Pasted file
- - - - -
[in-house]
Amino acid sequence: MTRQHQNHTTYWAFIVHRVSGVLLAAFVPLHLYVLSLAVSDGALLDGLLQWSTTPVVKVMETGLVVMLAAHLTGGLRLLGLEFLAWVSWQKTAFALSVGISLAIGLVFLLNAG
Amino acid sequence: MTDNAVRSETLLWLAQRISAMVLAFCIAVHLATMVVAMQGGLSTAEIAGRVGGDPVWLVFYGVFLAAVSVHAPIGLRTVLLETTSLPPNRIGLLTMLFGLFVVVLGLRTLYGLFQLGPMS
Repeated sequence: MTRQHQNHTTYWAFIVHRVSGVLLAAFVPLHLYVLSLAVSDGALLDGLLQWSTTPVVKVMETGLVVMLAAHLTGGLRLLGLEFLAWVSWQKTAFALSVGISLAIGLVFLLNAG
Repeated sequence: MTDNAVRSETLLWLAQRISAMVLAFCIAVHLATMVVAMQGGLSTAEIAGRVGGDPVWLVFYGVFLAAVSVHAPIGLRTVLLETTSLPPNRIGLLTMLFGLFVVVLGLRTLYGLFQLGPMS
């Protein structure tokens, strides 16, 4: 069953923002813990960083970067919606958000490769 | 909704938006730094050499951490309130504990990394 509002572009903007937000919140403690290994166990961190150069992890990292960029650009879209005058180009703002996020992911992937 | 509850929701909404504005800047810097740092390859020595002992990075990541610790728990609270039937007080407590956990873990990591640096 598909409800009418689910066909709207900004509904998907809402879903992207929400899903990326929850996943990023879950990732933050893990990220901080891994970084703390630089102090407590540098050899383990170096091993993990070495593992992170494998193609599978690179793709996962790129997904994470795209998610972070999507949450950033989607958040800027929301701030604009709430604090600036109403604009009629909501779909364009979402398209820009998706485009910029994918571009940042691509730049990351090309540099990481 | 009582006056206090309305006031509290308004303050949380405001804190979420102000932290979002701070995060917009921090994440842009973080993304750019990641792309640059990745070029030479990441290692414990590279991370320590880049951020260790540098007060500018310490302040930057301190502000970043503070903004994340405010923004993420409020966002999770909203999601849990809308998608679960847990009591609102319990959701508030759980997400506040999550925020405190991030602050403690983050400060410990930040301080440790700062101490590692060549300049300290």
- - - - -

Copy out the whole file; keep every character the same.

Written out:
[in-house]
Amino acid sequence: MTRQHQNHTTYWAFIVHRVSGVLLAAFVPLHLYVLSLAVSDGALLDGLLQWSTTPVVKVMETGLVVMLAAHLTGGLRLLGLEFLAWVSWQKTAFALSVGISLAIGLVFLLNAG
Amino acid sequence: MTDNAVRSETLLWLAQRISAMVLAFCIAVHLATMVVAMQGGLSTAEIAGRVGGDPVWLVFYGVFLAAVSVHAPIGLRTVLLETTSLPPNRIGLLTMLFGLFVVVLGLRTLYGLFQLGPMS
Repeated sequence: MTRQHQNHTTYWAFIVHRVSGVLLAAFVPLHLYVLSLAVSDGALLDGLLQWSTTPVVKVMETGLVVMLAAHLTGGLRLLGLEFLAWVSWQKTAFALSVGISLAIGLVFLLNAG
Repeated sequence: MTDNAVRSETLLWLAQRISAMVLAFCIAVHLATMVVAMQGGLSTAEIAGRVGGDPVWLVFYGVFLAAVSVHAPIGLRTVLLETTSLPPNRIGLLTMLFGLFVVVLGLRTLYGLFQLGPMS
């Protein structure tokens, strides 16, 4: 069953923002813990960083970067919606958000490769 | 909704938006730094050499951490309130504990990394 509002572009903007937000919140403690290994166990961190150069992890990292960029650009879209005058180009703002996020992911992937 | 509850929701909404504005800047810097740092390859020595002992990075990541610790728990609270039937007080407590956990873990990591640096 598909409800009418689910066909709207900004509904998907809402879903992207929400899903990326929850996943990023879950990732933050893990990220901080891994970084703390630089102090407590540098050899383990170096091993993990070495593992992170494998193609599978690179793709996962790129997904994470795209998610972070999507949450950033989607958040800027929301701030604009709430604090600036109403604009009629909501779909364009979402398209820009998706485009910029994918571009940042691509730049990351090309540099990481 | 009582006056206090309305006031509290308004303050949380405001804190979420102000932290979002701070995060917009921090994440842009973080993304750019990641792309640059990745070029030479990441290692414990590279991370320590880049951020260790540098007060500018310490302040930057301190502000970043503070903004994340405010923004993420409020966002999770909203999601849990809308998608679960847990009591609102319990959701508030759980997400506040999550925020405190991030602050403690983050400060410990930040301080440790700062101490590692060549300049300290």